There are three ways to use transfer learning to speed the development of machine learning applications for businesses. Below is the brief about each one of them.

1. Using pre-trained models

Complex neural network architectures involve hundreds of millions of parameters to be optimized and can take weeks or a month with multi GPU systems for training. Deep learning is backed by a very generous community who believe in keeping their pre-trained models as open source.

The pre-trained model is built for a particular task and if you want to carry the same task, you can use it directly without any modification.

Also, AlexNet is trained over a million images and able to classify 1000 different objects. If your project is about classifying a few of those classes, you can directly use AlexNet as your classification model.

2. Using the pre-trained model as a feature extractor

In this approach, you take a pre-trained model and remove the last few layers based on your task objective and the model with all other layers can work as a feature extractor for your task.

Deep learning models try to learn different features at each layer and here the idea is to retain those features for further learning for a similar or different task. Initially, we discussed AlexNet model with last 3 layers removed, falls under this method.

Here, after freezing initial layers and adding more layers according to the need, you can use your dataset to train that model for the task.

A very good example is the neural style transfer technique. The idea here is to use the style from one image and content from another to build a new image which is the mix of both. The algorithm takes feature representation from pre-trained VGG-16 model to obtain the mix of style and content of two different images. Below is the example:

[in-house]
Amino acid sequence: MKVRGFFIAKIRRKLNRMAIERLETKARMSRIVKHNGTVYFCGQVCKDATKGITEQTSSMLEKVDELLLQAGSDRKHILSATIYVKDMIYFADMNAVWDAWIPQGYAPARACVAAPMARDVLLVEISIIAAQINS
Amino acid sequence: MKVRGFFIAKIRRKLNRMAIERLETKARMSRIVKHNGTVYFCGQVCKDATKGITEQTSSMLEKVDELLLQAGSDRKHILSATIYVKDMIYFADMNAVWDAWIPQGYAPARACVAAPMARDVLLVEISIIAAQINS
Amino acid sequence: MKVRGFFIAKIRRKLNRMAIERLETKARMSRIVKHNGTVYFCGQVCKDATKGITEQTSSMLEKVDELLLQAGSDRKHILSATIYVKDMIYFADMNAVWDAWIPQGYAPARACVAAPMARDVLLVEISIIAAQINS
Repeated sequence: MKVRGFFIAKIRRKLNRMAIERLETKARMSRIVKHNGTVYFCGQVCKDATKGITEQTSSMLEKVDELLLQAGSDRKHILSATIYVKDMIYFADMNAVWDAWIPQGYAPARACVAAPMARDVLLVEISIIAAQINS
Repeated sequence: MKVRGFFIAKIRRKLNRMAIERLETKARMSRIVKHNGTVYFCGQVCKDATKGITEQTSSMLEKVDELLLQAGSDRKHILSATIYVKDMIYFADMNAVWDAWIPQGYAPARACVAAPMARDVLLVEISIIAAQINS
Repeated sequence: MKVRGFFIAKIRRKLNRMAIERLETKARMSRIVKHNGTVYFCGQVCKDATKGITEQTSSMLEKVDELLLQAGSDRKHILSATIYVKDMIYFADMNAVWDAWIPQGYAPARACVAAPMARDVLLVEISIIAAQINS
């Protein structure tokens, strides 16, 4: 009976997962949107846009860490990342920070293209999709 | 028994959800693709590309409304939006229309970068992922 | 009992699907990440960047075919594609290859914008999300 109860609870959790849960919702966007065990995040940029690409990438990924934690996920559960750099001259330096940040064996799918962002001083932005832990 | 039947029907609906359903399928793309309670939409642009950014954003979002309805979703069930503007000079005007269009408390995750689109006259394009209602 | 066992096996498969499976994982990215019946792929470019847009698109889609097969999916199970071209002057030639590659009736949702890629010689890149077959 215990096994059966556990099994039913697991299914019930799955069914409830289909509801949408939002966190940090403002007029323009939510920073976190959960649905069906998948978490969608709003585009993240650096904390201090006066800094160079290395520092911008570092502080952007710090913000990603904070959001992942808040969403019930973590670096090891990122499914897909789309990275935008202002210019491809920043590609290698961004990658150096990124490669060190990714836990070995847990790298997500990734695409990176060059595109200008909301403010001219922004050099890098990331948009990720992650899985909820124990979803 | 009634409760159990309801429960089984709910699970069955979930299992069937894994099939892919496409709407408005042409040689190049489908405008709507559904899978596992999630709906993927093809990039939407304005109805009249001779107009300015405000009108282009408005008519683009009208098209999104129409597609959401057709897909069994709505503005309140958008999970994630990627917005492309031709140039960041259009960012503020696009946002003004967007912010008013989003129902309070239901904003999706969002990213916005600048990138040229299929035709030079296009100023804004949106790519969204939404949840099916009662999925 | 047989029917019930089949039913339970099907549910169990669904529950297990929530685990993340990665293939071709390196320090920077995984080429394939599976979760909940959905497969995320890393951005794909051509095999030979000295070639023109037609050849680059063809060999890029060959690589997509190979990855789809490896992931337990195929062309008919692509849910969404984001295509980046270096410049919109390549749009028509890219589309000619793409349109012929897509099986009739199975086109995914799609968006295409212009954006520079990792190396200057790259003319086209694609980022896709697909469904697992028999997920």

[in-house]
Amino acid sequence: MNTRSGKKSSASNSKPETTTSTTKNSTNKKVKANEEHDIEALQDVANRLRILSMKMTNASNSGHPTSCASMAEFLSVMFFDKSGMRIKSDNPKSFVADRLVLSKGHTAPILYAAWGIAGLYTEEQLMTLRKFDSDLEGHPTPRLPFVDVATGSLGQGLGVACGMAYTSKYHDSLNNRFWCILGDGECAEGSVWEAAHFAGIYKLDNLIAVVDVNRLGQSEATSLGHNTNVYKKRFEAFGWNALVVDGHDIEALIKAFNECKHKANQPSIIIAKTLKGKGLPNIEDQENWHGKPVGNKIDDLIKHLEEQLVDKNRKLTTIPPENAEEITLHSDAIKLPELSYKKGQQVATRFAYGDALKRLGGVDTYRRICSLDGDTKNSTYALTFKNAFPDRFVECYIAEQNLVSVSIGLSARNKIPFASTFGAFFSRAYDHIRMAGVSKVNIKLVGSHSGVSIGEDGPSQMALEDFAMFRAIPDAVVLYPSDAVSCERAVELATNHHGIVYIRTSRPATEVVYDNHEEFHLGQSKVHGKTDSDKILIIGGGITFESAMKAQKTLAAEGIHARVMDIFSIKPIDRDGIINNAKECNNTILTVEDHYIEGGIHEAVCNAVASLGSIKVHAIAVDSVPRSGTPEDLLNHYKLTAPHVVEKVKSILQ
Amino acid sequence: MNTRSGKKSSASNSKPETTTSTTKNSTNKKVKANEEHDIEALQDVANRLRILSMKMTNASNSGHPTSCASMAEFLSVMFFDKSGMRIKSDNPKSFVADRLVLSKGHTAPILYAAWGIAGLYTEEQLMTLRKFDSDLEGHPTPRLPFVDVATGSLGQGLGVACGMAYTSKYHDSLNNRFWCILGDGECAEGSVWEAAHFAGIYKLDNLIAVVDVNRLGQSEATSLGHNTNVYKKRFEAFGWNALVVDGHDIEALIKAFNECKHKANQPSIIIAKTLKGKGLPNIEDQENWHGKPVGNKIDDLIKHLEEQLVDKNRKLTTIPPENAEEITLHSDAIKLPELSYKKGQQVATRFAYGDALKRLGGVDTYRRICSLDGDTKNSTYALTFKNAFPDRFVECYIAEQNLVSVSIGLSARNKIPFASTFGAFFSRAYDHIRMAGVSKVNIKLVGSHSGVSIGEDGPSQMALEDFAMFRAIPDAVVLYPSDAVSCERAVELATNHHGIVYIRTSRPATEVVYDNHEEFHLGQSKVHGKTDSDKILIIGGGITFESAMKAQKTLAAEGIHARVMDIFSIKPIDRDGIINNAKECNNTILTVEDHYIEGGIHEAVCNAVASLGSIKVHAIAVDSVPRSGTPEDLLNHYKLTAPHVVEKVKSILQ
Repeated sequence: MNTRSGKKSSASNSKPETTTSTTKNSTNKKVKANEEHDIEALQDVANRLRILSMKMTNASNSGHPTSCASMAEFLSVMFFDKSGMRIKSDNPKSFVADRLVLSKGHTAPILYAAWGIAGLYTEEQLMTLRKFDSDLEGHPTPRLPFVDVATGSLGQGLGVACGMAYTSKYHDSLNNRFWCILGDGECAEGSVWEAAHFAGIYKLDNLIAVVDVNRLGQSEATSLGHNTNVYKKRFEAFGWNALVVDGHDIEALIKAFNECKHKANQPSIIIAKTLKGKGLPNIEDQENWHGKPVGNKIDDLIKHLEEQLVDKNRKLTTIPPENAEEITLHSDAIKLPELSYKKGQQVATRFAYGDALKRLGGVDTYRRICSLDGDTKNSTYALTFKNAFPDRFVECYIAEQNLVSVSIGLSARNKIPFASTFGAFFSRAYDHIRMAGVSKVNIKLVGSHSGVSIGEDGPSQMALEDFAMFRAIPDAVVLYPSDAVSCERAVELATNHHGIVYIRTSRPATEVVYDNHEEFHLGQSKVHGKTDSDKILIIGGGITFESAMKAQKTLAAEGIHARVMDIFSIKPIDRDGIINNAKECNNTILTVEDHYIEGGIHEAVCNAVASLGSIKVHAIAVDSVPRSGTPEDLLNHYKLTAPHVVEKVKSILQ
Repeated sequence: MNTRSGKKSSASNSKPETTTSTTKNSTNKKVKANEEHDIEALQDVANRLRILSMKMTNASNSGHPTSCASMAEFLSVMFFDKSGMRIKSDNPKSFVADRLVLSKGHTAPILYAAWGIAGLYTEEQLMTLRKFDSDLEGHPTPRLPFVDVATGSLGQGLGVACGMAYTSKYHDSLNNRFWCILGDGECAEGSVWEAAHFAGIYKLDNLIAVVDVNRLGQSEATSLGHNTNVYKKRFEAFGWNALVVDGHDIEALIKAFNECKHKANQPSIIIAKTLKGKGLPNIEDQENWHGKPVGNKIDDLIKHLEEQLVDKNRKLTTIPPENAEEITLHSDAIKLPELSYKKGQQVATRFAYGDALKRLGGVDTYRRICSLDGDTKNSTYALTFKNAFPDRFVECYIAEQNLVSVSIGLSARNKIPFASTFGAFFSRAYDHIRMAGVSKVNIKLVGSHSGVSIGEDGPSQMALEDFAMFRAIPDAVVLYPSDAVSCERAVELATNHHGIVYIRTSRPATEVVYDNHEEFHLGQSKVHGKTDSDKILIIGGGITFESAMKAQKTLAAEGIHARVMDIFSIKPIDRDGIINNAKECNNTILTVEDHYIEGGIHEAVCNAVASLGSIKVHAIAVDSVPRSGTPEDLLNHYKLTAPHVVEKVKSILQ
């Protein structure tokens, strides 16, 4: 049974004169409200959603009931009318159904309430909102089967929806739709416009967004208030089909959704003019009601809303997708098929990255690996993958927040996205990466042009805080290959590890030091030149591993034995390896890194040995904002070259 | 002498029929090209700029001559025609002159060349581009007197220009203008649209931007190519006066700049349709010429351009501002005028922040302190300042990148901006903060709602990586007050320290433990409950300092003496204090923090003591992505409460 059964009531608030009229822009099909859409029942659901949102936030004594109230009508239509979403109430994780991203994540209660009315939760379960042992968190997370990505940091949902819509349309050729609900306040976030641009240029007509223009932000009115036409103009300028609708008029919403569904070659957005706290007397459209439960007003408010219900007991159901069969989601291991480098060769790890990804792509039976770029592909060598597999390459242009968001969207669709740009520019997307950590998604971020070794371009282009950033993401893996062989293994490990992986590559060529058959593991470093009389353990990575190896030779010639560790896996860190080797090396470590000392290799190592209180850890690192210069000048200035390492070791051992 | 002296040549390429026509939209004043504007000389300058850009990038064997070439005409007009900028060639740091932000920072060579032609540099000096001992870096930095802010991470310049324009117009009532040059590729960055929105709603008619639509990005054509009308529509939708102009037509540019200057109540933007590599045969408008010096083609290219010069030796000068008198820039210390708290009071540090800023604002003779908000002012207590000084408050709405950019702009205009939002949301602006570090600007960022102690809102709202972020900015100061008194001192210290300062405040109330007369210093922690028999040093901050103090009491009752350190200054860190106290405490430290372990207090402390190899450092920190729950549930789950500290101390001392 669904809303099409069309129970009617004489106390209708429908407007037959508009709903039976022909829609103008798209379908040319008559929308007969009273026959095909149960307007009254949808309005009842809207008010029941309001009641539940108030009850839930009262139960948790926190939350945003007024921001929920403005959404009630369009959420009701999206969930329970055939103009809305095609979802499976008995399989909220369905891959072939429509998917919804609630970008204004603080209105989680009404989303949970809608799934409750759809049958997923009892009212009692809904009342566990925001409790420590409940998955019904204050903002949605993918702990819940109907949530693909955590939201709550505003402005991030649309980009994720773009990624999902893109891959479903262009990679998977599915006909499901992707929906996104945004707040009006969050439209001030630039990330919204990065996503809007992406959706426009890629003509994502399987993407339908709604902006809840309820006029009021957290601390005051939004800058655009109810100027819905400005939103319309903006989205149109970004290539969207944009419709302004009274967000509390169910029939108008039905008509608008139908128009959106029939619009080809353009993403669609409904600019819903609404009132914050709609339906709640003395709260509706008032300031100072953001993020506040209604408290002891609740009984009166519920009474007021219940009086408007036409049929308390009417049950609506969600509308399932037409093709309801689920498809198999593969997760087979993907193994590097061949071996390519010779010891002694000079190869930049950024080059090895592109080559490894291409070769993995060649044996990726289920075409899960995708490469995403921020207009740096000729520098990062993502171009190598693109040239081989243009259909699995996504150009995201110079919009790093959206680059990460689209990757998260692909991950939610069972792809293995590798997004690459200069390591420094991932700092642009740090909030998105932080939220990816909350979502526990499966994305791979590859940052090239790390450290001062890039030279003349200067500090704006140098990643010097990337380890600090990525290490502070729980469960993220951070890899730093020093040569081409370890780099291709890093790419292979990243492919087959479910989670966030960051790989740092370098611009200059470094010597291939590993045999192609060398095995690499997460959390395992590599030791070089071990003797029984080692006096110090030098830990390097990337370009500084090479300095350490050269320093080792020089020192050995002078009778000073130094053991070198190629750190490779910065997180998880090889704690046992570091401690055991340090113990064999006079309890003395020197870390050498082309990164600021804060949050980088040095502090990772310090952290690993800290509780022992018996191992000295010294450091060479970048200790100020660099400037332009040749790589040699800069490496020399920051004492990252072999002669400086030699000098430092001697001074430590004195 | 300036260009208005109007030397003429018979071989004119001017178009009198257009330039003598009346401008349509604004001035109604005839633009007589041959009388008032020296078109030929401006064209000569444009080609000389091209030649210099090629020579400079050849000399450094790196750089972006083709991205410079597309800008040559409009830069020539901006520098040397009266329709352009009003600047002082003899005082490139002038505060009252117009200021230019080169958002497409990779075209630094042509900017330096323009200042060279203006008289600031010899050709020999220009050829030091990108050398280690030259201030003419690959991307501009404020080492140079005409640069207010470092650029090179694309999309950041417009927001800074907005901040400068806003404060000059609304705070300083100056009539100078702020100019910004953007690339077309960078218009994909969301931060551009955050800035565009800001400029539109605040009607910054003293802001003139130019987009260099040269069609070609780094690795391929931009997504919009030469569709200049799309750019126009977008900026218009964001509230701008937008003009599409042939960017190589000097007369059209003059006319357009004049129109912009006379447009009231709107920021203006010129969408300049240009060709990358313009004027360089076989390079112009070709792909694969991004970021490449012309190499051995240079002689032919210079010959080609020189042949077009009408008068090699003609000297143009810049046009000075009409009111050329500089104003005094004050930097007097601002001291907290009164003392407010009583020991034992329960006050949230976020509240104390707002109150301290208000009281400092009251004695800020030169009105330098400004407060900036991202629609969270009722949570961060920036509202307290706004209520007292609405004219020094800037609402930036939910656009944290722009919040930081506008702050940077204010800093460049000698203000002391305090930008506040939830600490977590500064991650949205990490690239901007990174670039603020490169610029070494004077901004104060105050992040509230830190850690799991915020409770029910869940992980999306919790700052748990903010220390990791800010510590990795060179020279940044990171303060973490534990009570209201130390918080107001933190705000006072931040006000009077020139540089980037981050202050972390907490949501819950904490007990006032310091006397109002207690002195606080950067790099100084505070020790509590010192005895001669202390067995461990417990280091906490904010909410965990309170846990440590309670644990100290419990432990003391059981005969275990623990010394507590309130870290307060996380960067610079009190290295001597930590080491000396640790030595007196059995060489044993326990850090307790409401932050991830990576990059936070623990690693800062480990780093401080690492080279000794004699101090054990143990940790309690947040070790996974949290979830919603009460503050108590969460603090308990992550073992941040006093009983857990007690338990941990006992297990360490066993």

3. Fine tuning a pre-trained model

While building a machine learning model, you initialize neuron weights randomly. With transfer learning, instead of initializing the model with random weights, we use weights from a pre-trained model as initializers and then you can train the model on your dataset. This approach helps to adapt the weights from previous learning and makes training faster.

For this approach, you may or may not remove the last few layers based on your requirements. Also, note that you do not freeze weights from the pre-trained model but you fine tune them.

A slight variation of this approach is to freeze weight from initial layers and weights from other layers can be trained.

Let’s say you are building a face recognition system which identifies whether a person should be given door access or not. Here, you can take a pre-trained Siamese network as an initializer and then train it on your dataset. Siamese is very good at face recognition and it can adopt weights based on new face dataset.

Whether to use transfer learning or how to use transfer learning is very problem specific and depends on many things such as availability of pre-trained models, the domain of a problem, type of dataset, etc. But it can help for sure in case of limited data, training time, and effectiveness of a model.

Integrating transfer learning into your project can help you deliver your project faster. On the other hand, it has its own set of challenges such as which pre-trained model to use, how much data is enough and more.

eInfochips’ machine learning experts have implemented transfer learning on image, text, and video data and have expertise in addressing all transfer learning related challenges. If you are trying to figure out how transfer learning can be integrated into your project, contact our machine learning and AI team.

Picture of Anand Borad

Anand Borad

Anand Borad works as senior marketing executive and takes care of digital and content marketing efforts for Medical devices, Connected Retail & Healthcare and New product development initiatives. He enjoys learning newer technologies and adopting it into everyday marketing practices.